China’s biggest internet company Tencent has signed a deal to buy a stake in Sinopec’s sales and marketing arm, according to MarketWatch . This gives Tencent access to the oil giant’s retail operations across China. The maker of WeChat is one of several investors involved in the deal with China’s biggest oil company. The deal is worth RMB 107.1 billion (US$17.44 billion) from 25 new investors, which also include insurance giant PICC, and asset management firm Munsun. Each company can own up to a 2.8 percent stake.
Sinopec has signed a framework cooperation agreement with Tencent aimed at cooperation in non-oil businesses. According to the agreement, Sinopec and Tencent will work together in various sectors, including business development and promotion, mobile payment, media campaigns, O2O businesses, map navigation, user loyalty management, big data application, and cross-marketing. Financial terms of the deal were not announced.
Apple announced it will introduce Apple Pay, an NFC-enabled mobile payment service for brick-and-mortar sales, in its upcoming iPhone 6 devices. Apple followers predicted its arrival in the days leading up to Apple’s keynote, but its unveiling yesterday came years after folks first expected the Cupertino-based firm to start eyeing in-store payments. As far back as 2011, Bloomberg published a piece that cited analysts stating the company was working on NFC payment prototypes for small businesses.
China-based Internet service provider Tencent has invested US$70 million in DXY, China’s leading medical, pharmaceutical and life science Web portal, according to Tencent. DXY is set to work with Tencent to seek potential integration between Tencent’s systems such as WeChat and its own platform and will use the funds to develop more medical and healthcare products, the company noted.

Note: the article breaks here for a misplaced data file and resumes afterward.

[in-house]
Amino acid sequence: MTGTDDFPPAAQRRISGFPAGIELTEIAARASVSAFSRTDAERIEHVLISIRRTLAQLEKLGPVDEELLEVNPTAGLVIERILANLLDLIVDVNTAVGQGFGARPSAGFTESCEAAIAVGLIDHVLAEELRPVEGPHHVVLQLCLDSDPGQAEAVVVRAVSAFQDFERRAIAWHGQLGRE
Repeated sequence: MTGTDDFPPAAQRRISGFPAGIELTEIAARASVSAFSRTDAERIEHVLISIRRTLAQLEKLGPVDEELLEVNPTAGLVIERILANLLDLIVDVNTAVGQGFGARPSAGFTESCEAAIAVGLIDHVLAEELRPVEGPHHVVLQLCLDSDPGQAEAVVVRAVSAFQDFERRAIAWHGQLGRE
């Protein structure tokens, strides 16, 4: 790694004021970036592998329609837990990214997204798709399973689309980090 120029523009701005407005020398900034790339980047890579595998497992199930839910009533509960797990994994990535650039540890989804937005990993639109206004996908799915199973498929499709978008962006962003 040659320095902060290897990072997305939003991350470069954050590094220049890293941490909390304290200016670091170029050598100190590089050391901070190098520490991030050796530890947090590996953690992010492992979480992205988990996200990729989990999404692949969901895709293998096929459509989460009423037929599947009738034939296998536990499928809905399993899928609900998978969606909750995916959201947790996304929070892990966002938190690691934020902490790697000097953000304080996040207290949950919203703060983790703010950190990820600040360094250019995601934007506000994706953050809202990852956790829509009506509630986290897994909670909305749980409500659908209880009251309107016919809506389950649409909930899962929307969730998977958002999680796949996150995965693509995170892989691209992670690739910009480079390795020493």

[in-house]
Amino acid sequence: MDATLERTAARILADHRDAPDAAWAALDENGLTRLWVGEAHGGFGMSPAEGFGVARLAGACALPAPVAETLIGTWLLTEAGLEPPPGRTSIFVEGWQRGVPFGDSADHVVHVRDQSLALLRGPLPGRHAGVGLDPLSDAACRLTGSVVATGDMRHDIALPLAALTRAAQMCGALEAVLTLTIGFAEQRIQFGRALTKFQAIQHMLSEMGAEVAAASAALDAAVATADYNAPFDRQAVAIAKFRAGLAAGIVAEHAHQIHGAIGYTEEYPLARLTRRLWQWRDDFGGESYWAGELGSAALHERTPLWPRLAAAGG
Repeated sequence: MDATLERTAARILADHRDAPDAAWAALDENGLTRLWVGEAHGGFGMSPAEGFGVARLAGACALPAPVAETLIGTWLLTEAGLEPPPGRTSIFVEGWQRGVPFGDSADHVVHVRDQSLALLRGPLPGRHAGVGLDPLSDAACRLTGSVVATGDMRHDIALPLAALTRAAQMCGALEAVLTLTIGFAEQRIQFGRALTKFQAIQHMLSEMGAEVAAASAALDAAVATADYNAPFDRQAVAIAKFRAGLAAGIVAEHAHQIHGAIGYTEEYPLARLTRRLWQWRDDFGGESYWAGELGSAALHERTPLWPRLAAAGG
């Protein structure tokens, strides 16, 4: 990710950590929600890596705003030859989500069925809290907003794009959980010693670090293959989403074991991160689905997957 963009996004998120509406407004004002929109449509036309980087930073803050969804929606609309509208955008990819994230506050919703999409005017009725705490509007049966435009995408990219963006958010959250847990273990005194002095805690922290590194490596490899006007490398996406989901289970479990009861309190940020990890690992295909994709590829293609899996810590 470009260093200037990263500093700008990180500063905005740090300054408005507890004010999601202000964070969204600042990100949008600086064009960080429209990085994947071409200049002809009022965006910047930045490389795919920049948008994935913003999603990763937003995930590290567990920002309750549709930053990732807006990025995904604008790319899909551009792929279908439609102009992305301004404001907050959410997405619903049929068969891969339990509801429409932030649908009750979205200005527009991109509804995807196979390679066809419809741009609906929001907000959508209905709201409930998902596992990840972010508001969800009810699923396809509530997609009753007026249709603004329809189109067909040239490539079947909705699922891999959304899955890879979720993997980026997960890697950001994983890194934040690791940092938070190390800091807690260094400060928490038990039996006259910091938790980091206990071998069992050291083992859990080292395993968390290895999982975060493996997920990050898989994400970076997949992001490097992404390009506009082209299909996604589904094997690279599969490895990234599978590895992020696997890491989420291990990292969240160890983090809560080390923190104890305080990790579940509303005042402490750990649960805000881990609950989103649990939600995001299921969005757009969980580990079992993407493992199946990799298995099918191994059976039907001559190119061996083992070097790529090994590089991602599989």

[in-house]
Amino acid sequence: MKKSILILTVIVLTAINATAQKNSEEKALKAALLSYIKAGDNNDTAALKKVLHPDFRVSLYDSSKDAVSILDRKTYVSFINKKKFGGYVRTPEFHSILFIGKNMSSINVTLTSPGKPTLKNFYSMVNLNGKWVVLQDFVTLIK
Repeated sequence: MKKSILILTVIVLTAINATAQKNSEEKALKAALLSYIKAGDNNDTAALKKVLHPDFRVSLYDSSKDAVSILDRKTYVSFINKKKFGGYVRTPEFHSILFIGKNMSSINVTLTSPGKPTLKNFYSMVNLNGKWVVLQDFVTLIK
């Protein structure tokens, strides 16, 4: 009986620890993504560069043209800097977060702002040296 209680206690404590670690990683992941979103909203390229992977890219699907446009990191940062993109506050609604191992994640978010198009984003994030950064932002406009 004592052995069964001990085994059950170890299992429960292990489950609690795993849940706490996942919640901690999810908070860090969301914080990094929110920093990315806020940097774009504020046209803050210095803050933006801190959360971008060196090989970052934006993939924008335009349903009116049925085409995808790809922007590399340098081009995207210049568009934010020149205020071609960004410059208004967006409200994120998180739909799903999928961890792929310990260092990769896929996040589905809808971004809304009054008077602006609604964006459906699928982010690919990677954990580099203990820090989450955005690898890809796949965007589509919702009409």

China’s largest tech corporations are rushing to penetrate an industry that’s historically not tech-savvy – brick-and-mortar retail. Dalian Wanda Group, a conglomerate best known for its chain of movie theaters , has launched a US$814 joint ecommerce venture with Baidu and Tencent for the purpose of accelerating the three firms’ reach for in-store mobile payments. Tencent and Baidu have confirmed news of the venture with Tech in Asia.
Tencent today announced a suite of new features for businesses to better engage customers through their public WeChat accounts, according to TechNode . One day earlier, Alibaba’s mobile Alipay Wallet released over 60 new APIs for third party developers to build online storefronts, according to the company’s official English-language blog .
A full year after WeChat rolled out its social gaming platform, the popular messaging app finally has a foreign-made game in its portfolio. Over the weekend, the hotly anticipated WeChat edition of Candy Crush Saga rolled out on Android. An iOS version will likely arrive soon. The WeChat edition Candy Crush Saga can be tied either to the messaging app or to QQ, the IM service that’s also run by Tencent (HKG:0700). At the moment, Candy Crush Saga for WeChat is only available via Tencent’s AppGem app store, and can only be used by those with a special invitation code.